- click here for home page

The Country Enterprise Handbook
Analysing your assets|Land use|Vegetables|Soft fruit|Flower & herb growing|Orchard & vineyard|Woodlands Sheep|Beef|Pigs|Rabbits|Hens|Ducks|Geese|Dairying|Kitchen|Bees|Wool|Water|Home|Contact us

Growing vegetables
...Timing your veg
...In heavy Soil
>..In light Soil
...With Organic Manure
...Your enemies & friends
...After germination
...Presenting the product
...Specialist veg
...Sprouts to Endive
...Eggplant to Salsify
...Sea Kale etc

You should be happy if you have a well balanced mixture of clay and sand in your soil.

Your soil is no doubt dark and friable, you can work happily on it for most of the year except directly after rain and your vegetable enterprise should flourish. Bearing in mind, of course, that all your neighbours have the same excellent soil, you will probably have to grow for a market some distance away and be involved in the packaging that involves.

With light, sandy soil you are able to plant very early in the spring. Every drop of water and fertiliser you add, however, is draining away at speed. It is therefore wise to delay the application of organic manure until after the main winter rains and also to apply any chemical fertilisers little and often. Even with generous mulching, you will probably need to irrigate in the summer. You can grow long, tapering carrots and parsnips and early cloche crops. Runner beans are happier in heavier soils so grow French beans instead.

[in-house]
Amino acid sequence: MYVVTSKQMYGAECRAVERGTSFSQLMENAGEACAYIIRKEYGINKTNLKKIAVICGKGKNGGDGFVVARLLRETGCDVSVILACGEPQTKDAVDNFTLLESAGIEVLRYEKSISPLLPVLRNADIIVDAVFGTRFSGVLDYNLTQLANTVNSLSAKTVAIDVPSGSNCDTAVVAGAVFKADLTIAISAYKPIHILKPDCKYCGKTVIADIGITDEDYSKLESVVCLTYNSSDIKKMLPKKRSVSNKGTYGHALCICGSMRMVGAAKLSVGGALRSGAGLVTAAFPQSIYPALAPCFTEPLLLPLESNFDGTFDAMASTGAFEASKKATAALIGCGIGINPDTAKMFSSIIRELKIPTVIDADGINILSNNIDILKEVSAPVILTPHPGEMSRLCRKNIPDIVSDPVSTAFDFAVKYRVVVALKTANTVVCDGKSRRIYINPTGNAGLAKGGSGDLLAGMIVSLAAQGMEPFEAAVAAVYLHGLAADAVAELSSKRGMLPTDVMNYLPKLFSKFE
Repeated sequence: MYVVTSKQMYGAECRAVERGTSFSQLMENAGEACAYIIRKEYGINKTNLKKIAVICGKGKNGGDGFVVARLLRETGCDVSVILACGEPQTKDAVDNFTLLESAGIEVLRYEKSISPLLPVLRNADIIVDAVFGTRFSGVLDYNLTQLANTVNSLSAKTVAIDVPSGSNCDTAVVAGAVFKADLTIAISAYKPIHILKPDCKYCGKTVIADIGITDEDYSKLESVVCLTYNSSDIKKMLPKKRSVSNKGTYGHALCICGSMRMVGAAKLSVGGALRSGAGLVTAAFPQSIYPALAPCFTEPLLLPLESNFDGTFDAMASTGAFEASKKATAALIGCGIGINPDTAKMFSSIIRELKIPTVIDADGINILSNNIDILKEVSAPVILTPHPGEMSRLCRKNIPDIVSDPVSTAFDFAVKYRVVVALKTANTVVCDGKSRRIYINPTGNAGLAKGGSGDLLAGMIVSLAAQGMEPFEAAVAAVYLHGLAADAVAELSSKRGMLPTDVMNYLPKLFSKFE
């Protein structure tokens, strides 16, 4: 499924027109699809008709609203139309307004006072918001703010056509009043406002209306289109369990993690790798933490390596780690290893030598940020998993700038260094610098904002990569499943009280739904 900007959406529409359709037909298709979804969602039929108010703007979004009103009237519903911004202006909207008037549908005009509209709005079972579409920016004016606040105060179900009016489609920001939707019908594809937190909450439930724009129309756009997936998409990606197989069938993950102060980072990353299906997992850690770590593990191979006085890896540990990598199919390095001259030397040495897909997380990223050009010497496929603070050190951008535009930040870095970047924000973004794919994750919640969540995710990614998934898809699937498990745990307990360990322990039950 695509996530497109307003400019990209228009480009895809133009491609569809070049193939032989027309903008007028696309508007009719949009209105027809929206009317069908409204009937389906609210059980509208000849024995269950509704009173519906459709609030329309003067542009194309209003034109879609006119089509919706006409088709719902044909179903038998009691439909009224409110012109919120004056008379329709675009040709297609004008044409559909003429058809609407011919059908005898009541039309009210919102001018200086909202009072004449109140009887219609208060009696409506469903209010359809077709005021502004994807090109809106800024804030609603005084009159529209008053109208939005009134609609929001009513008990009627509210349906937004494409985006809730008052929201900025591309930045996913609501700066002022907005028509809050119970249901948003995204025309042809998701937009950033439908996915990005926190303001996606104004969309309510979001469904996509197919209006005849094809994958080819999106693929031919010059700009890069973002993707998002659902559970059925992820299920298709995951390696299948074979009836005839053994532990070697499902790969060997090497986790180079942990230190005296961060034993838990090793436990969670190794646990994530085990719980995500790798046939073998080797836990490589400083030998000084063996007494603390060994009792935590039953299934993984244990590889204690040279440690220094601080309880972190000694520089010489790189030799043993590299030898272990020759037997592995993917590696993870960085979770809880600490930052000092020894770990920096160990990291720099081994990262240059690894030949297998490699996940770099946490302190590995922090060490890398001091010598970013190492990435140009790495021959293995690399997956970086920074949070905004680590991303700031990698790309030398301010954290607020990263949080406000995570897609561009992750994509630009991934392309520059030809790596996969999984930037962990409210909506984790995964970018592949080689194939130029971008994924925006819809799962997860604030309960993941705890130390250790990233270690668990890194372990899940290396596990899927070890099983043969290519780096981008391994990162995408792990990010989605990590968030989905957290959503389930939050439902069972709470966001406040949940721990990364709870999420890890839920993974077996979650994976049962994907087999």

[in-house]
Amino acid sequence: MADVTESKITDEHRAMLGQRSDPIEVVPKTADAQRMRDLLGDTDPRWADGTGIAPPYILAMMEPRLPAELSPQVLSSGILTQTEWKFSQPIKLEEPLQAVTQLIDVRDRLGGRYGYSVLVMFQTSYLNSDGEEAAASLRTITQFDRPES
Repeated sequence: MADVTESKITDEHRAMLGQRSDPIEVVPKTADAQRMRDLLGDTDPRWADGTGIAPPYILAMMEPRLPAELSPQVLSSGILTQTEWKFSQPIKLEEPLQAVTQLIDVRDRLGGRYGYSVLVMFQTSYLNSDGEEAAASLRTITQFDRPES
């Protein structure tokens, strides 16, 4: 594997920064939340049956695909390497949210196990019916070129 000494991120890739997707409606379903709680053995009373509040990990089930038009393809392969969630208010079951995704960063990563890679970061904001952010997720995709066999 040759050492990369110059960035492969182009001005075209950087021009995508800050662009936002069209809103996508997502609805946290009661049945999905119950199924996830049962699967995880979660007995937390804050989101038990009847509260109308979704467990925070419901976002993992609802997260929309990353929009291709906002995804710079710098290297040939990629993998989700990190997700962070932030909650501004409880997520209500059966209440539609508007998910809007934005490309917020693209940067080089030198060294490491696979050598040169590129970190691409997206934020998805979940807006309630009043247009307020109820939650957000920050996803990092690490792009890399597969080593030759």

Farming vegetables in light soil seems more elegant than in heavy: the root vegetables are elegantly tapered and even the beans are French! And the soil does not walk around with you as our Kentish clay does. At the end of a wet day we walk around laden down with mud collars around our Wellingtons. Our latest attempts to make our progress lighter has been to rub our boots with goose grease but unfortunately, this just makes the dogs wind in and out of legs trying to lick it off. The next attempt will have to be with something they do not like perhaps diesel oil?